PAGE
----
scarcity mindset woman flipping hair

From career to weight loss, a scarcity mindset might be holding you back

Name a self-improvement book and I’ve probably read it. I consumed blogs, journal entries, and books telling me how to lose more weight, feel better, get ahead in my career, but a funny thing happened. Well, to be more exact, nothing happened. Sure my salary grew a little and I lost a couple pounds, but I still felt stagnant. I still hit plateaus. And, more than anything, I wondered how I had problems in so many parts of my life when I was trying so hard. It’s taken me years to realize that it all came down to a scarcity mindset.

What is a scarcity mindset?

More people than ever are talking about the idea of a scarcity mindset. You’ll see it pop up in some psychology publications and even books about crystal healing. No matter which you gravitate towards, it seems like scarcity mindset is real and really an issue for many of us.

Scarcity mindset, as it sounds, is looking our lives as if we don’t have enough. Enough what? You name it. It could be time, responsibility at work, even attention from your friends. Sometimes that’s very powerful. When you’re on a deadline at work, time scarcity can help you push through and resist potential distractions. But it might actually be what’s holding you back if you feel like you’re stagnant in some area of your life.

How scarcity mindset might be holding you back

Essentially, scarcity orients your thinking. Feeling like you don’t have enough can make you focus on what you don’t have. We experience this every day in small ways. When you’re hungry, you know how much more appealing all food, any food seems to you. It’s easy to dwell on all the things you can’t do or can’t buy when you have no money.

I started realizing that many of my problems boiled down to a scarcity mindset. I was framing my situation in a way that was unhelpful. In some cases, this scarcity mindset even prompted some bad habits that kept holding me back. Here are some of the ways it might be affecting your life and what you can do about it now to finally get ahead.

When you’re trying to lose weight and keep it off

Traditional dieting sets you up for the scarcity mindset. We think of “dieting” all too often as making short-term changes in order to lose weight instead of sustainable lifestyle adjustments. Even worse, we reframe foods in terms of “good” and “bad” and focus on taking away the “bad.” Of course it’s going to be hard to lose weight and keep it off if we set ourselves up to feel like we’re giving things up.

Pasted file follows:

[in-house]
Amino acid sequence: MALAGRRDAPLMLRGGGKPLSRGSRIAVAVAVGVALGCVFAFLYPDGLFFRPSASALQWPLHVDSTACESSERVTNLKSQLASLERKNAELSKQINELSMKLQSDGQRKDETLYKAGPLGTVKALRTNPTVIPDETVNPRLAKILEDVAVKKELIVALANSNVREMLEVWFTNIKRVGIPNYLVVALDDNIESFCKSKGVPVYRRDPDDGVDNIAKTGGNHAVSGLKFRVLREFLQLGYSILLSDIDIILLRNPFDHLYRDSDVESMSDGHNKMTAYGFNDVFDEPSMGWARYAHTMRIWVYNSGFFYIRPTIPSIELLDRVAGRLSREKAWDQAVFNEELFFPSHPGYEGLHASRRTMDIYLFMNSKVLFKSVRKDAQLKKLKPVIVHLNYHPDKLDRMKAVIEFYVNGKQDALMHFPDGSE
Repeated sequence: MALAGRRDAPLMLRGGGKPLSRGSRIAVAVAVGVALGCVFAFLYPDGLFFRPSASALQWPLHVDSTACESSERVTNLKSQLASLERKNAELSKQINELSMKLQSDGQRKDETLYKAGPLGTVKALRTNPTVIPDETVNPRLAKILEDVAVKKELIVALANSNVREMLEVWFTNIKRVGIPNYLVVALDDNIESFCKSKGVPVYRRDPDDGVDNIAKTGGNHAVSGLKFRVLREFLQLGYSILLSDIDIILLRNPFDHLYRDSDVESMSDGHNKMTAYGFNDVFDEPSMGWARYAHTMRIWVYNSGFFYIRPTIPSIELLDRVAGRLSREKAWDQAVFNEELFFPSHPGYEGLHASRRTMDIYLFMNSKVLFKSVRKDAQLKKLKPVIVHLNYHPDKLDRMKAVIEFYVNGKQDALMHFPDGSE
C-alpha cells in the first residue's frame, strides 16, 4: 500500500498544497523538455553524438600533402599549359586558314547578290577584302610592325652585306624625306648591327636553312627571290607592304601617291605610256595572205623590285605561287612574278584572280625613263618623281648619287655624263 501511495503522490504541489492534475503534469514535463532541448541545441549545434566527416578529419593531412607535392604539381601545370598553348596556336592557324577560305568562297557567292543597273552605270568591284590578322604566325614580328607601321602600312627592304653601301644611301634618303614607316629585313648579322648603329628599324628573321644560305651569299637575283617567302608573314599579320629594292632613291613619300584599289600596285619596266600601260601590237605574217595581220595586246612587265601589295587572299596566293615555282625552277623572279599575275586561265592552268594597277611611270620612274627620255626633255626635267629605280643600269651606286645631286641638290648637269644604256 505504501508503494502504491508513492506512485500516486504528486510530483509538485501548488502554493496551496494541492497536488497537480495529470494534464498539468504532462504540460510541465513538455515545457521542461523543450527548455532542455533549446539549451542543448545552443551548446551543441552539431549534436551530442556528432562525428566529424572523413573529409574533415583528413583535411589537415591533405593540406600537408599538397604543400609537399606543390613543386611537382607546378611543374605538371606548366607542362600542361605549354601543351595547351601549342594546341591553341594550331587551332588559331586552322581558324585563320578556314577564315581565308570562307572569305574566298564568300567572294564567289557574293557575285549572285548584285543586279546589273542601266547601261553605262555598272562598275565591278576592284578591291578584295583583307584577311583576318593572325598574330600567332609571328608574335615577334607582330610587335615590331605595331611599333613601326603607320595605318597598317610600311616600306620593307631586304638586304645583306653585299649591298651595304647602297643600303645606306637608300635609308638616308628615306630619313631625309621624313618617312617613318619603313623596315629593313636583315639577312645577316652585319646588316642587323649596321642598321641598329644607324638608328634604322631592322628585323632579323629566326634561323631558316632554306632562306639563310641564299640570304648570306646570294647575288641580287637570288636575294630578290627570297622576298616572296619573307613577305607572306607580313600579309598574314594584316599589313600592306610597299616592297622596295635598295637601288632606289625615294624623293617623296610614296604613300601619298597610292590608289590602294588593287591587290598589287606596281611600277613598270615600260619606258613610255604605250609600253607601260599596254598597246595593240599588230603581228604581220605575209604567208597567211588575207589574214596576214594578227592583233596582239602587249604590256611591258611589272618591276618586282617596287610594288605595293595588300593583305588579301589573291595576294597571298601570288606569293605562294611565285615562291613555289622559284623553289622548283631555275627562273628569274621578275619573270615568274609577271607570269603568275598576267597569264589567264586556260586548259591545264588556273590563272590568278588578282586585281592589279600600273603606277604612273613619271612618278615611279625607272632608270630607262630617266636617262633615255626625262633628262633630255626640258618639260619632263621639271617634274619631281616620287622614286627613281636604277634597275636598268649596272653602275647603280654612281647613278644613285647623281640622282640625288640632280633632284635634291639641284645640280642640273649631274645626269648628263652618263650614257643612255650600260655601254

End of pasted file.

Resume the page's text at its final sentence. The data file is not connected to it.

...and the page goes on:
scarcity mindset woman smiling

Matthew Hamilton

Here’s the thing about dieting: there’s only one thing that works, and it looks different on everybody. You have to be in a caloric deficit to lose weight. How you do that should be whatever doesn’t put you in the scarcity mindset. Do you need to have chocolate daily? Eat it. Does finding low-calorie substitutes for your favorite foods work for you? Great, do that. Always choose the method that makes you feel like you have an abundance of options. If you don’t, research new recipes that work on your plan. Experiment with foods you’ve never tried before. Try another plan for a week and see how it goes. You break the scarcity mindset when you find abundance, and that will take some experimentation.

When you feel inadequate next to others

It really doesn’t matter if it boils down to popularity, looks, or talent. There is no lack of potential friends, ability, or beauty in the world. Just because another woman is beautiful doesn’t mean you aren’t. She might have more friends than you, but you can make more friends. You can even make her one of your friends.

Sure, this one gets a little more complicated. I struggled with comparing myself to other women at the gym. But it’s because I was comparing my chapter two to someone else’s chapter ten. And even if they managed to build muscle and lean down quickly, that didn’t mean I couldn’t get lean too. You can learn a skill, hone a talent, and make more money. More importantly, you can both have friends and talents and money.

When you say there isn’t enough time

A time crunch can be a benefit, but only if you view it correctly. In a practical sense, limited time gives you the opportunity to rank priorities in your life. You can stop spending time, a precious resource, on things that don’t matter much to you at the end of the day. But you need to step out of the race against the clock to figure that out. If you don’t, you spend your time on lower priorities and get stuck in the scarcity mindset.

That applies to everything from work to self-care. There is time for your biggest priorities, but you have to figure them out and stop devoting hours to things that don’t matter. Even worse, you might begrudge your friends their self-care time because you feel like you don’t have time for your own. It’s been suggested before, but I use this tip, so I’ll repeat it. Instead of saying you don’t have time for something, try saying it’s not a priority. See how it feels. And if those things truly are priorities, do some shifting in your schedule.

Ditching the scarcity mindset

It takes time to correct patterns, especially in our thinking. But try to notice when you feel deprived in some way. Shut off the emotions for a second and zoom out on the situation. Try to examine in from another angle. If you’re too close to the situation or your feeling get in the way, that’s normal. Seek out someone else that you trust to help you see it in another way. That could be your most zen friend or a therapist, whoever makes you feel comfortable. Just keep practicing reframing the situation and soon enough you’ll find abundance where you once saw scarcity.

Duncan Shaffer

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